Wednesday, 24 September 2014

Kingsbridge 2014: The Human Dimension

Bus travel forms an important part of our social history, and our running days offer the chance to learn, first hand, about a way of life in days gone by.


At our annual running day in Kingsbridge on Saturday, over 5,200 journeys were made by the public on thirty-one buses and coaches, ranging from a 1933 Bristol H saloon to a 1998 Mercedes Vario minibus. Every journey across the rural coast and countryside of the South Hams was, for our visitors and our volunteer crews alike, its own authentic account of the adventures afforded by bygone bus travel.

Photo (c) Graham Richardson, plymothiantransit.com
Lots of excellent photos of the buses are appearing online as we speak, so we thought we'd concentrate here on the humans: the people who volunteered to help in all sorts of ways, and those who turned up in their thousands to enjoy and learn from the buses. We hope the photos go some way towards capturing the unique spirit of our running day, as well as giving an insight into some of the less visible efforts that are essential to staging an event such as this.

Our running days are preceded by many months of preparation, the culmination of which involves an intensive programme of cleaning and preparing vehicles for service. Here, our volunteer cleaners wash Bristol LS 1376, one of fourteen buses and coaches scrubbed by hand, inside and out, in the days running up to Kingsbridge 2014.

Mechanical testing of the buses is an important part of the preparation. In the interest of safety, all participating vehicles are required to show a valid MOT certificate (or evidence of a road worthiness inspection in the case of vehicles exempt from MOT, by virtue of their age); but the vehicles must also be practically capable of withstanding the challenges of carrying passengers on often difficult terrain. Here, Dennis Mace 668 returns triumphant from its test under load - and is admired by some of its volunteer weights!


Wherever possible, period destination blinds (mostly from the Trust's archive) are loaned and fitted to the participating vehicles. Depending on age, condition and type of vehicle, installing a blind can be totally straightforward or an awkward, time consuming process. Here, a volunteer has apparently been driven mad by the challenges of installing blinds on Bristol FLF 1969....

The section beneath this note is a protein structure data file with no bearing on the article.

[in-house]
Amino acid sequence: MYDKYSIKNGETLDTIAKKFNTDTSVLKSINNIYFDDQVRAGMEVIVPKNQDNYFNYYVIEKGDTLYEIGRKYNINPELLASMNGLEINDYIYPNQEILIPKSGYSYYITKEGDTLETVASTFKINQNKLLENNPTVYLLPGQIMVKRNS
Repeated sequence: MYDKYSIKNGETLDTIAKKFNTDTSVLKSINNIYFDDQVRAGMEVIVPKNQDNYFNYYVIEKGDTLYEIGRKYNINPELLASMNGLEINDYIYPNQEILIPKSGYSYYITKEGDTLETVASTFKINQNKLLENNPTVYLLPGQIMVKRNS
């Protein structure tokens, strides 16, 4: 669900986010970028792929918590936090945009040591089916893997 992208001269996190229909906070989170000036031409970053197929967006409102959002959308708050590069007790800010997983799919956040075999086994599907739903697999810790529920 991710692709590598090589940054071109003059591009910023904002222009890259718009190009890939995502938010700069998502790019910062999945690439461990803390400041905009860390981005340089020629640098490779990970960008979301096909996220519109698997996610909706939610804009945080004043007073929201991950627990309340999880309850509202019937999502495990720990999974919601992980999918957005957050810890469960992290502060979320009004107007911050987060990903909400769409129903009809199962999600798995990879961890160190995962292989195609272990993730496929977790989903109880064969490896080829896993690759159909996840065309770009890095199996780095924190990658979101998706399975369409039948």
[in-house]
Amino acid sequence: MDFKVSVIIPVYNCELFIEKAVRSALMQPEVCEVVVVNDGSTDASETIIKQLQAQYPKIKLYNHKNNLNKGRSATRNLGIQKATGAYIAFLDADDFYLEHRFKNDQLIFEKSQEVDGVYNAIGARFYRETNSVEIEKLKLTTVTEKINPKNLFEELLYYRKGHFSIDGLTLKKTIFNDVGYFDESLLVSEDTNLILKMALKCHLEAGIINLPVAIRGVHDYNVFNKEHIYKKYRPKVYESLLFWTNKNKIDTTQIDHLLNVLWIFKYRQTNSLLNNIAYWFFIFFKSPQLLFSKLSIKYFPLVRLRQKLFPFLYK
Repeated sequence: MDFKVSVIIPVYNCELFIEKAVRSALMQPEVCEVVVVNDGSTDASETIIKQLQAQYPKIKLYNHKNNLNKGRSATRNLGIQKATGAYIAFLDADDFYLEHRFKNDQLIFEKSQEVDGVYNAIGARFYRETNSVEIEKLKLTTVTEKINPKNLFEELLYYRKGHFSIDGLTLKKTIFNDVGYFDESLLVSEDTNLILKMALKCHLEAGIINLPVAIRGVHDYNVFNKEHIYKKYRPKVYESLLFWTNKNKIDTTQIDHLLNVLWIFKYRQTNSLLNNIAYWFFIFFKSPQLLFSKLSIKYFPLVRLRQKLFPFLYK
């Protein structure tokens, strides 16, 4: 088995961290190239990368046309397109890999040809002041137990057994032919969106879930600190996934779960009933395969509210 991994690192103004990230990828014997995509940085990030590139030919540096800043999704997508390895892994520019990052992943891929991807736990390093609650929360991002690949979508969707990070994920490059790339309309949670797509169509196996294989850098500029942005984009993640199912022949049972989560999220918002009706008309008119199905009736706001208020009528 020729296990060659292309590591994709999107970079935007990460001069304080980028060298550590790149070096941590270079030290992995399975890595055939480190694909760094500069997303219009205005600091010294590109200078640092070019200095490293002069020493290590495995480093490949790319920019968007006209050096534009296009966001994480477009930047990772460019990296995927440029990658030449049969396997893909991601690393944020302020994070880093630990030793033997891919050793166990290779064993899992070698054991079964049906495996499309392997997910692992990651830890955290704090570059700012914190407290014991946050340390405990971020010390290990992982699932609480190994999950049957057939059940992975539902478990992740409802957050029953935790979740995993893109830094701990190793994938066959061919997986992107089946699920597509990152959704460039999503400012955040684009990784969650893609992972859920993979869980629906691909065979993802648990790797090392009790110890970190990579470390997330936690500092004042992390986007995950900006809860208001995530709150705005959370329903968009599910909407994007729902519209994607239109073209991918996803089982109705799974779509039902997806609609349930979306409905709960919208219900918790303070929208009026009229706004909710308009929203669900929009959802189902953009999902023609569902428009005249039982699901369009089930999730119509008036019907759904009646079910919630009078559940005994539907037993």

Kingsbridge running day is noted for its beautiful scenery, and there's much opportunity to stand back and admire the surroundings. Instead, volunteer Driver Tancock chooses to admire his favourite vehicle... but is it really Bristol SUL 420, or the Dennis Mace, which is turning his head?
 
Demands on drivers and conductors are many, and Kingsbridge is known for being one of the more taxing running days. Here, an anonymous volunteer conductor enjoys the last few moments of a good night's sleep in the confines of our museum, ready to face the delights and challenges of a day helping the public.
 
All vehicles are crewed by suitably qualified volunteers, such as those above, dressed for action. Left to right: Conductor Farley; Conductor Silvester; Driver Sheppard (sr.); Conductor Page; Driver Sheppard (jr.); Driver Williams.
 
Months of logistics, weeks of washing buses, nights without sleep and hours of ironing uniforms - all become worthwhile when the passengers arrive for their rides. At Kingsbridge, the buses are as much an attraction for local people - keen to sample a part of their heritage and learn about a bygone way of life - as they are for the enthusiasts who travel the country to attend. Bristol SUL 420 re-loads at the picturesque East Portlemouth terminus after a dramatic trip through narrow, winding lanes that are unserved by bus services today.
 
Many hundreds of thousands of photographs are taken at Kingsbridge running day each year, and even our depot for the day - kindly provided by Tally Ho! Coaches - goes well chronicled. Bristol VRs 1056 and 1157, L 333, K 994, LH 1560 and SULs 1234, 425 and 420 catch the photographers' attention in the early morning sunshine.
 

The smiles and waves through the day are many...
 
 
Driving, conducting, marshalling, selling programmes and volunteering in general, all work up quite an appetite. As soon as the buses are safely locked away, the volunteers' dinner at The California Inn begins, offering a chance to swap stories from the day and to learn from each others' experience.
 
If you volunteered in any way, we'd like to thank you for helping to make this year's Kingsbridge Running Day another record breaker in terms of the number of people who came along to enjoy a ride on the vehicles. If you were among them, thank you for coming; we hope you learned a great deal about the adventures of rural bus travel in days gone by, and had a great time whilst doing so.
 
 
Next year's Kingsbridge Running Day will take place on 19th September 2015, but there will be plenty of chances to see and ride on our vehicles between now and then. Our next event will be on October 18th/19th, when we'll be operating free bus services in the Thames Valley in conjunction with the Great Western Heritage Weekend. More details will appear in due course on our website.
 
 

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